Cannes: Todd McCarthy on the Possibilities, Probabilities and Near-Shoo-Ins

A scene from 'Tomorrowland.'

THR's chief film critic takes a look at the movies with the best shot of scoring a coveted slot at the 68th edition of the world's most prestigious cinema event.

With Cannes Film Festival director Thierry Fremaux and his selection committee squirreled away for the next several weeks watching hundreds of films, there's no way to know yet what will definitely be on view at the Palais du Festival May 13-24. However, it's quite possible to make some good guesses, given the committee's known proclivities and the range of titles that looks ready for unveiling.

On paper, it looks like a big year for European and Asian auteurs but perhaps less so for major American names. Two big-budget, much anticipated Hollywood-backed productions, George Miller's Mad Max: Fury Road and Brad Bird's Tomorrowland with George Clooney, seem very much in the mix for special slots, with the former a strong contender for opening night, since it opens on May 13 throughout France. Tomorrowland will debut there on May 20, two days before its U.S. bow.

A couple of perennial Cannes favorites among American directors, Gus Van Sant and Sean Penn, could be back in competition with, respectively, The Sea of Trees and The Last Face. The former stars Matthew McConaughey as a suicidal American lost in a forest near Mt Fuji, who meets a Japanese man (Ken Watanabe) who helps him try to find a way out. Naomi Watts is also in the cast. Penn's latest features Charlize Theron and Javier Barden as humanitarian doctors in a war-torn African nation, with Adele Exarchopoulos and Jean Reno also on board.

African strife also lies at the center of another plausible American contender, Beasts of No Nation, from fast-rising director Cary Fukunaga (Sin Nombre, Jane Eyre, TV's True Detective), about a child soldier forced into service under a warlord played by Idris Elba. Cannes veteran Jeff Nichols (Mud) could well be back with Midnight Special, a sci-fi drama about a father and son's journey after the latter has been discovered to have special powers. Heading the cast are Kirsten Dunset, Adam Driver, Joel Edgerton and Michael Shannon.

Other U.S. titles in the mix are Todd Haynes' eagerly awaited Carol, with Cate Blanchett and Rooney Mara starring in the 1950s-set lesbian love story based on Patricia Highsmith's second novel, The Price of Salt. Haynes' only appearance in the Cannes competition to date was in Velvet Goldmine in 1998.

Other American titles that could be in the frame include Denis Villeneuve's Sicario, a Mexican cartel drama starring Emily Blunt, Josh Brolin, Benicio Del Toro and Jon Bernthal; another organized crime saga, Scott Cooper's Whitey Bulger biographical drama Black Mass with Johnny Depp, Dakota Johnson and Benedict Cumberbatch; Australian director Justin Kurzel's take on Macbeth with Michael Fassbender and Marion Cotillard; Norwewgian director Joachim Trier's New York-set drama Louder Than Bombs featuring Jesse Eisenberg, Gabriel Byrne, Isabelle Huppert, David Strathairn and Amy Ryan; and — unlikely timing-wise, but still bruited — By the Sea, in which Angelina Jolie directed herself, along with husband Brad Pitt, in a drama about the reawakening of a couple's relationship in France. Another long-shot is Robert Zemeckis' The Walk, a dramatic recreation (in 3D, no less) of Philippe Petit's perilous tightrope walk between the twin towers of the World Trade Center in 1974, with Joseph Gordon-Levitt starring as Petit. Due to open in October, this one is thought likely to wait until the fall festival circuit.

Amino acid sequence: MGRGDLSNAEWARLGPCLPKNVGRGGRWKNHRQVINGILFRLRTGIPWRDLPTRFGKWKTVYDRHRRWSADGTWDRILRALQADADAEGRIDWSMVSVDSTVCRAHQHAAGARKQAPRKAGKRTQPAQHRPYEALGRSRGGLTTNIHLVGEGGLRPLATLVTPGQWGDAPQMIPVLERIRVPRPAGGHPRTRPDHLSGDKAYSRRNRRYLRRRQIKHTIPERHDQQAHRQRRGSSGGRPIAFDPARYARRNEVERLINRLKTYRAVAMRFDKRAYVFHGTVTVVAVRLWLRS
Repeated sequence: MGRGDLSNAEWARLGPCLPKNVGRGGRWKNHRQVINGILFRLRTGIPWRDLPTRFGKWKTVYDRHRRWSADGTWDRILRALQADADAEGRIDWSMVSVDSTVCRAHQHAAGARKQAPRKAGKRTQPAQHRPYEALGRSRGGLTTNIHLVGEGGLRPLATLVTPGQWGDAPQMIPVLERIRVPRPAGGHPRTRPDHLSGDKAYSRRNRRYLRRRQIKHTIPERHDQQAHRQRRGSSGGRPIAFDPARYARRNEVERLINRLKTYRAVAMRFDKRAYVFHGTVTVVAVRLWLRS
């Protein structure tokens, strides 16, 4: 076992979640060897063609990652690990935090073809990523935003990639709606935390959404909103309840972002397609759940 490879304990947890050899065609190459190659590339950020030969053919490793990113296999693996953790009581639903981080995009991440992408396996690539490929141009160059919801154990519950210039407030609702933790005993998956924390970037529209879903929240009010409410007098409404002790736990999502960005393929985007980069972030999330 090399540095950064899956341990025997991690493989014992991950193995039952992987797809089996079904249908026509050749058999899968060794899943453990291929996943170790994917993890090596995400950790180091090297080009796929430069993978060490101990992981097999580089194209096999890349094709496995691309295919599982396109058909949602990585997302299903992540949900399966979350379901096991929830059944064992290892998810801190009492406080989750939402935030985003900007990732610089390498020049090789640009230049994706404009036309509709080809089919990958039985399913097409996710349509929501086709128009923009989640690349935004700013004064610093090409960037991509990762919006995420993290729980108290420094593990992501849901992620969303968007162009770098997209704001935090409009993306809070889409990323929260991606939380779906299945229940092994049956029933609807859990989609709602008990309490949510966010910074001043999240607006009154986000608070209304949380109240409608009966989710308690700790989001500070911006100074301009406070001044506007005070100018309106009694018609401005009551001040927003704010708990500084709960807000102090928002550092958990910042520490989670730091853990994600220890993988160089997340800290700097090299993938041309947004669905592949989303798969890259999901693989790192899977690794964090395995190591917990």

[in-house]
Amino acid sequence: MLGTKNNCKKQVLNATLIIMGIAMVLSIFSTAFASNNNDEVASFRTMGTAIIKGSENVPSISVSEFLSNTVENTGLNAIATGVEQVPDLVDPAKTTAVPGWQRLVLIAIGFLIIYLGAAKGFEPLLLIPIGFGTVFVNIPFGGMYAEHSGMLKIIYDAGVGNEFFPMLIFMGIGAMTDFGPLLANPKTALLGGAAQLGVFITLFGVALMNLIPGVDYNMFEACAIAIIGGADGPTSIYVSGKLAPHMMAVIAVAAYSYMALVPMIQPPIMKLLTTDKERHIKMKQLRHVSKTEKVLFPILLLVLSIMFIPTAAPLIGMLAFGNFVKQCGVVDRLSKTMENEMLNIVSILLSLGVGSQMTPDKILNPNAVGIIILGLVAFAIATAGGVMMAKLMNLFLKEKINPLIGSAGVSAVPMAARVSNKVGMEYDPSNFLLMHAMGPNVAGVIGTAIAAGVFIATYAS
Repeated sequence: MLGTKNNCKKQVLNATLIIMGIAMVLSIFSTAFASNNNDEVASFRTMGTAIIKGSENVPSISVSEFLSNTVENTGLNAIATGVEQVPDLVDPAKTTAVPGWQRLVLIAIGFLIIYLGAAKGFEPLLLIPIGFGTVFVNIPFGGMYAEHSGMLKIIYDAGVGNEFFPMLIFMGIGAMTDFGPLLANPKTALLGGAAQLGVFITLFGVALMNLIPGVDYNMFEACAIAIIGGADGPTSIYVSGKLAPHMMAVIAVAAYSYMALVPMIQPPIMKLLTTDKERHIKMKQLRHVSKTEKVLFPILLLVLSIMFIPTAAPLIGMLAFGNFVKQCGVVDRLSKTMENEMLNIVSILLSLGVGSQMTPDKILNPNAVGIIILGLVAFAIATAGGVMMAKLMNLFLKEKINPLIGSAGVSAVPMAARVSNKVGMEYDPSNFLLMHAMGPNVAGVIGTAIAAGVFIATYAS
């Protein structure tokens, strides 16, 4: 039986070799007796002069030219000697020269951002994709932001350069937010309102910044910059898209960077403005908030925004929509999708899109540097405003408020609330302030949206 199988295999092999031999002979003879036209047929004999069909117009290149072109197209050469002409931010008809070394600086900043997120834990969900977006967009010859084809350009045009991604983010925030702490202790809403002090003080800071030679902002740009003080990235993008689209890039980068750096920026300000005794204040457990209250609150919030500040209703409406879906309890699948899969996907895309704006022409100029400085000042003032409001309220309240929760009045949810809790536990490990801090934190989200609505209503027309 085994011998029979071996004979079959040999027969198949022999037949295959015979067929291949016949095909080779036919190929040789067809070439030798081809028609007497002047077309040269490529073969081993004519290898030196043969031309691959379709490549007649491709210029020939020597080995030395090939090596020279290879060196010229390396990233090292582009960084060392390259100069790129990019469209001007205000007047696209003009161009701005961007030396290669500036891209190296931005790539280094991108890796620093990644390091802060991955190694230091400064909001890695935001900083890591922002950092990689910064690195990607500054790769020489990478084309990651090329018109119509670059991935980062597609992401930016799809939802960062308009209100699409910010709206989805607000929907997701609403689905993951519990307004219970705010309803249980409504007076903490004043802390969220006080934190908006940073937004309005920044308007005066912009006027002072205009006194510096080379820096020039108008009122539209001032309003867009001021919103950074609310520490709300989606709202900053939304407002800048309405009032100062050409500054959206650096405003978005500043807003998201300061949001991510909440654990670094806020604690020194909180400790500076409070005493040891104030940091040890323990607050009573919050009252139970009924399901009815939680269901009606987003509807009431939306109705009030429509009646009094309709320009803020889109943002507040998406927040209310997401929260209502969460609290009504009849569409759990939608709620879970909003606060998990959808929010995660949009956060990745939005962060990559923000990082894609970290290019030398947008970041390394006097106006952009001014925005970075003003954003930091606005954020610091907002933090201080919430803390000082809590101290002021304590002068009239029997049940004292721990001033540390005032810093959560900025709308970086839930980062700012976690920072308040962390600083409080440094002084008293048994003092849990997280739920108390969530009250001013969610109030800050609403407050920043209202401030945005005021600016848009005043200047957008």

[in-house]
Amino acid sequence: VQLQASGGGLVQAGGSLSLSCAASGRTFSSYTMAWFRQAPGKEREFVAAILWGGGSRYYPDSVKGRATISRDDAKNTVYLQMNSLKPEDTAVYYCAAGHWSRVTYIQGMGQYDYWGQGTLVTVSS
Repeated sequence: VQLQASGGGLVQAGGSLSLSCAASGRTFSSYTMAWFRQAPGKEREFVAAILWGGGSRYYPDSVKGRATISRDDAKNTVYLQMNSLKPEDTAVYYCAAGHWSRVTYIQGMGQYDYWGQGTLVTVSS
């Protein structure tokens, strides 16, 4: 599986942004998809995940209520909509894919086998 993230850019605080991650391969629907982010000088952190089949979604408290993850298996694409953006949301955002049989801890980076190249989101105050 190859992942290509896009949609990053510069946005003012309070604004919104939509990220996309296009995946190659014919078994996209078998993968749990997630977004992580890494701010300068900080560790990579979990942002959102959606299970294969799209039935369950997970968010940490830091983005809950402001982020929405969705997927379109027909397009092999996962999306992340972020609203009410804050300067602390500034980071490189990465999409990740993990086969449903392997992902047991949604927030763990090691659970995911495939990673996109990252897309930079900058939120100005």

The Un Certain Regard sidebar as well as the Directors Fortnight sometimes show a top title from Sundance, as happened last year with Whiplash. Two prime contenders for the privilege this year could be Alfonso Gomez-Rejon's top prize-winning Me and Earl and the Dying Girl and Marielle Heller's widely acclaimed The Diary of a Teenage Girl.

After relatively low-key presences of late, Asia seems poised to bounce back cinematically with a vengeance this year. No doubt the greatest anticipation and curiosity will be centered on The Assassin (Nie Yin Niang), Taiwanese master Hou Hsiao-hsien's first feature in eight years. With a title character based on a female assassin during the Tang dynasty some 1300 years ago, the film was first announced in 1989 and has had a start-and-stop production history dating back to 2010. Actual filming ran 15 months total on locations in China, Taiwan and Japan and, in the end, the picture was over half-financed in China, a first for Hou.

Thai maverick Apichatpong Weerasethakul, who won the Palme d'Or for Uncle Boonmee Who Can Recount His Past Lives in 2010, looks all but certain to return to the Croisette with Love in Khon Kaen, described only as a story about a middle-aged housewife who becomes interested in a young soldier suffering from sleeping sickness.

Japanese director Hirokazu Kore-eda, who won the Jury Prize at Cannes for his last film, Like Father, Like Son, in 2013, is looking to be back with the family drama Our Little Sister (aka Umimachi Diary), about three sisters who, after their father dies, learn that they have a teenage half-sister.

Possible contenders from China include Johnnie To's musical adaptation of the venerable Noel Coward play Design for Living starring Chow Yun Fat and Sylvia Chang and Jia Zhangke's Mountains May Depart (Shan He Gu Ren), a three-part saga about a couple and their son that time-jumps from the 1990s to 2025, the last part of which was filmed in Australia; the director's A Touch of Sin won the screenplay award at Cannes in 2013, and he was a member of the main competition jury last year.

From Japan, there could also be new films from Cannes regular Naomi Kawase (An), Kiyoshi Kurosawa (Journey to the Shore) and Takeshi Kitano, whose action comedy Ryuzo To 7 Nin No Kobun Tachi opens in its home country on April 25.

South Korean director Im Sang-soo, whose last two films, The Housemaid and The Taste of Money, were both in the Cannes competition, has a new one in My Friendly Villains, a contemporary thriller about a couple taking revenge on corrupt corporations. The Filipino Cannes habitué Brillante Mendoza has finished Taklub. Singaporean director Eric Khoo, four of whose films have shown at Cannes, could be on hand with In the Room, an episodic erotic drama set in a Singapore brothel over several decades, beginning in 1942.